Samuel Johnson

Henry Kett, in Elements of General Knowledge (1802, 1805) 1:100-01.

Whether we consider the nature of his essays, or the general use for which they were intended, it must be evident, that such subjects call for peculiar perspicuity of expression. Johnson seems to have judged the style of Addison more worthy of praise, than proper for his imitation. Our literature indeed dates a new era from the publication of his works: and some of the words he uses, if they were not of his own coining, are rarely to be met with in former writers. By endeavouring to avoid low and familiar expressions, he is frequently lofty and turgid; and to a reader unacquainted with the learned languages, must sometimes be wholly unintelligible. His new modes of expression, involution of periods, frequent use of the substantive instead of the adjective, and stated introduction of triads, are peculiarities, if not innovations, which have drawn after him a train of imitators. Some of them are indeed entitled to praise on account of their possessing sufficient judgment to keep their style in constant subserviency to their thoughts; and others have exposed themselves to ridicule by the ludicrous association of pompous words with feeble and trite ideas.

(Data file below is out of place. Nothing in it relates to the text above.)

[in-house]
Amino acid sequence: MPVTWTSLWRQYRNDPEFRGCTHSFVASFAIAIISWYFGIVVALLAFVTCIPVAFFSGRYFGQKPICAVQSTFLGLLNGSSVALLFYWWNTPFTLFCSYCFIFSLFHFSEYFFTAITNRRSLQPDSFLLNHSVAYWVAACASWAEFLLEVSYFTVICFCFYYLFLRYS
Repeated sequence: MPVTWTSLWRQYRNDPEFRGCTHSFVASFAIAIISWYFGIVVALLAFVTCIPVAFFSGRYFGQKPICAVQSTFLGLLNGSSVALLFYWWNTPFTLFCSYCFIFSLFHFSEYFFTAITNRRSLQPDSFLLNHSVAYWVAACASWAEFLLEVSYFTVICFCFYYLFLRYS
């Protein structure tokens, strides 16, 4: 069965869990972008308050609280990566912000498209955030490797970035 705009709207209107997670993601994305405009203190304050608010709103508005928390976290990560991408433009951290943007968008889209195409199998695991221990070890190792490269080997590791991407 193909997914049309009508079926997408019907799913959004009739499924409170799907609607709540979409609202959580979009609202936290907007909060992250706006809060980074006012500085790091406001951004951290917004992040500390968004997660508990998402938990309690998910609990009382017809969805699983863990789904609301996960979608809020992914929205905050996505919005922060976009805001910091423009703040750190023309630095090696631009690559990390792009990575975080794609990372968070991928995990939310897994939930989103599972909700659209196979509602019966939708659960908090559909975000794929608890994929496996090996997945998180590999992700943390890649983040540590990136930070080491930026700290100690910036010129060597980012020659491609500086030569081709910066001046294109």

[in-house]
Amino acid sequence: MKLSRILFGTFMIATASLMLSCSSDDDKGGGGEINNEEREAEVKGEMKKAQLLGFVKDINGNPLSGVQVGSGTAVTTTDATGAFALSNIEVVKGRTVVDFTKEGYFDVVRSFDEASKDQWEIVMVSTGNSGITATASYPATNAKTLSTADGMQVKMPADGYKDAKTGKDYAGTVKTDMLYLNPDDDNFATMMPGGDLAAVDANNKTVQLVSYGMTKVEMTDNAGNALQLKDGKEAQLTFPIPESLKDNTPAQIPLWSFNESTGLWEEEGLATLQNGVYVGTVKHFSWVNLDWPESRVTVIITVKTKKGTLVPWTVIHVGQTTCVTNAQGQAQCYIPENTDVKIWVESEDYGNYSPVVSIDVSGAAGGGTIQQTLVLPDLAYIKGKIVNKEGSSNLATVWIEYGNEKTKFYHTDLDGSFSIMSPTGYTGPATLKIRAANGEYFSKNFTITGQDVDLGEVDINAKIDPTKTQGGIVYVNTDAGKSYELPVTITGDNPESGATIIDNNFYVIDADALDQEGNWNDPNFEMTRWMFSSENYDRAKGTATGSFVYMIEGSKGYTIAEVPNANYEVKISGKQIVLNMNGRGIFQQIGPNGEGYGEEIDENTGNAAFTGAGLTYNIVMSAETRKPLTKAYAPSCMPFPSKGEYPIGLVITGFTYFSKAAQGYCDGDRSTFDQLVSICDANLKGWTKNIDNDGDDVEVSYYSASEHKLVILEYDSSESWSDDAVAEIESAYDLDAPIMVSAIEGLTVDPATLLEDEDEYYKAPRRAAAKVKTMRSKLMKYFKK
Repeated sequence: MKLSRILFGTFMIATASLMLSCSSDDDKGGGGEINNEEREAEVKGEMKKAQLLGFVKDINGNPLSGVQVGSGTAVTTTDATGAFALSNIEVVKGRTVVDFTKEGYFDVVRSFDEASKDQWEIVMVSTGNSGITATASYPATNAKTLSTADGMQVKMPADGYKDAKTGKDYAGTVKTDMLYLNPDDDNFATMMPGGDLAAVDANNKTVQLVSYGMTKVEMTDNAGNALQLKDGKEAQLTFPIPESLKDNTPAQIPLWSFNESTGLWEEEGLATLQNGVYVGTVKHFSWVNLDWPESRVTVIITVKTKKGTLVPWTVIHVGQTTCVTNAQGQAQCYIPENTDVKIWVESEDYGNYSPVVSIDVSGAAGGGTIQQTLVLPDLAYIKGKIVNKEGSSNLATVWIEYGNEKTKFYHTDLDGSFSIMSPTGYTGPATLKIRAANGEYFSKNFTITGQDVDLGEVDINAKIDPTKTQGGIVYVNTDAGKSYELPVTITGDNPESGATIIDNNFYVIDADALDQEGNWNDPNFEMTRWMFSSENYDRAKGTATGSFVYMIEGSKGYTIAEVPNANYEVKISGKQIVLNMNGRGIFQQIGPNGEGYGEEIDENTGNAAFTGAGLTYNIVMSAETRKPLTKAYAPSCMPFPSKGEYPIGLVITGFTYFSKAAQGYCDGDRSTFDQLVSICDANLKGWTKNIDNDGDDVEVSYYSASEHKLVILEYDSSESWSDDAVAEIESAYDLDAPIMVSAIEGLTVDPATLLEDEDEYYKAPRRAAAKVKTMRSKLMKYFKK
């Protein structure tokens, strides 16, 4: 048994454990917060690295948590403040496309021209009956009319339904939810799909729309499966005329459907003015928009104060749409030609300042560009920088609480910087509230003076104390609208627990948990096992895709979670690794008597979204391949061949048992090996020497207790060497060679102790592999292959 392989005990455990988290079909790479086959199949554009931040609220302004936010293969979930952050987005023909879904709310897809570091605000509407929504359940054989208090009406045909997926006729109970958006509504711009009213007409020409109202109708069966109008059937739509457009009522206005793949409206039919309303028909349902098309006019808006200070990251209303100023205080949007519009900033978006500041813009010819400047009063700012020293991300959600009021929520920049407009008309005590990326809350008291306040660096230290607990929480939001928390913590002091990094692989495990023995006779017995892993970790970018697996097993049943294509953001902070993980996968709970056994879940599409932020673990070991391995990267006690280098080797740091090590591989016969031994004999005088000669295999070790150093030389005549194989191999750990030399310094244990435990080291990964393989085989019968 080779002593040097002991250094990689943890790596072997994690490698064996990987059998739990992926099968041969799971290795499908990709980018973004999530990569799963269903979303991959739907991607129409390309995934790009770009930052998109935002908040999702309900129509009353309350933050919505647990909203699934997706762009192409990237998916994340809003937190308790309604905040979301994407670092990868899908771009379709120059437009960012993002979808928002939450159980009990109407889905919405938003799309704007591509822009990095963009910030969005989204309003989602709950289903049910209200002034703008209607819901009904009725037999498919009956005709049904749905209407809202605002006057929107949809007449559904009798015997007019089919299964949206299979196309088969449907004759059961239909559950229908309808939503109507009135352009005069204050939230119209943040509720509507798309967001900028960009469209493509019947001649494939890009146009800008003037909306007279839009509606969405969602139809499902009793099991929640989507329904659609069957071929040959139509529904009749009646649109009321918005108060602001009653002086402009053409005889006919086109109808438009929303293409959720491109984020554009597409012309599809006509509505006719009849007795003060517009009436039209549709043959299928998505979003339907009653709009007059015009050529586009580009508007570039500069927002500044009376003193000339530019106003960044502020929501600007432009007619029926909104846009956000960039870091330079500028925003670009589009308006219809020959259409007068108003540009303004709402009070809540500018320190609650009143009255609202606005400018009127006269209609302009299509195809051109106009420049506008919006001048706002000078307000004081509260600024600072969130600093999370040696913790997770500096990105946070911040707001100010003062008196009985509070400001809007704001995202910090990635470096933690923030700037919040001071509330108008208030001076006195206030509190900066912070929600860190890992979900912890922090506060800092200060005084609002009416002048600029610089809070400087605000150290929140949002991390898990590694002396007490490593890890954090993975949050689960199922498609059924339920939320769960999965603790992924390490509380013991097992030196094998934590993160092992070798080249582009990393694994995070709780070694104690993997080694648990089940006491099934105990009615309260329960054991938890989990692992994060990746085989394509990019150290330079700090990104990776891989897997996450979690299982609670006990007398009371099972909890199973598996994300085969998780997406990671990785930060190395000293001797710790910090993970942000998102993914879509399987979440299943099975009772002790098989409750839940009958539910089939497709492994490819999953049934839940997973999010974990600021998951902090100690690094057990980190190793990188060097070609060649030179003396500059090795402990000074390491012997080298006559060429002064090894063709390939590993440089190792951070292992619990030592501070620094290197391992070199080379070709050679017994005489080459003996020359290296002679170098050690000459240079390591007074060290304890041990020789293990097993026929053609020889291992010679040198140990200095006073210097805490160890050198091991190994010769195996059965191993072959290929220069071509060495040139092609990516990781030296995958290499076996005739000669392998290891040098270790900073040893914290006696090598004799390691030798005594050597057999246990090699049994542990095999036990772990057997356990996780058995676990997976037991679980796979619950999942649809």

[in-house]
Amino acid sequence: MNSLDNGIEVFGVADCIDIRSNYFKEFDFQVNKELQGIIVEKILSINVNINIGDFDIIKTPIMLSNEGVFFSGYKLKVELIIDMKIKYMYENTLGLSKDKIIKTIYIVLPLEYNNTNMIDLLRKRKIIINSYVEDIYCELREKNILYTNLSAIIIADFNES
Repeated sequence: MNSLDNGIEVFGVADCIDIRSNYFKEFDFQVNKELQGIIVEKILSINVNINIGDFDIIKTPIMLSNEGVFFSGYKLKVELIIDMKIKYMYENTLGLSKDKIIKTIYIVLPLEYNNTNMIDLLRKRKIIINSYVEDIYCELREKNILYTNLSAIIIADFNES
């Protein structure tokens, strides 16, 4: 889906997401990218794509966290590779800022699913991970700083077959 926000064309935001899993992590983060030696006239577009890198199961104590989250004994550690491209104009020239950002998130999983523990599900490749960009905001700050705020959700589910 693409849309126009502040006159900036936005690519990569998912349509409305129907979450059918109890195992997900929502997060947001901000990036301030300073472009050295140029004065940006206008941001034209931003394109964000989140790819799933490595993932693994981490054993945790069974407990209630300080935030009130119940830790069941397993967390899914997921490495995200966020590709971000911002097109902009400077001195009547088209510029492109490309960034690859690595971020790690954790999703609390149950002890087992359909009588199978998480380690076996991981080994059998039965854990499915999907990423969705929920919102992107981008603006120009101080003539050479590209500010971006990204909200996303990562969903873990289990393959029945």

If our subject required us to weigh the general merits of this celebrated author, as well as to remark the peculiarities of his style, we should readily concur in the commendation bestowed upon his transcendent abilities, and acknowledge, that the energy of his language was oftentimes a sufficient apology for his elaborate pomp; and that our censure must in some degree abate its severity, when we consider the force and the discrimination of his terms, the correctness, variety, and splendour of his imagery, the power of his understanding, his love of virtue and religion, and his zeal for their promotion, so extremely well adapted to the different characters he sustained in the literary world as a moralist, a philologist, and a critic.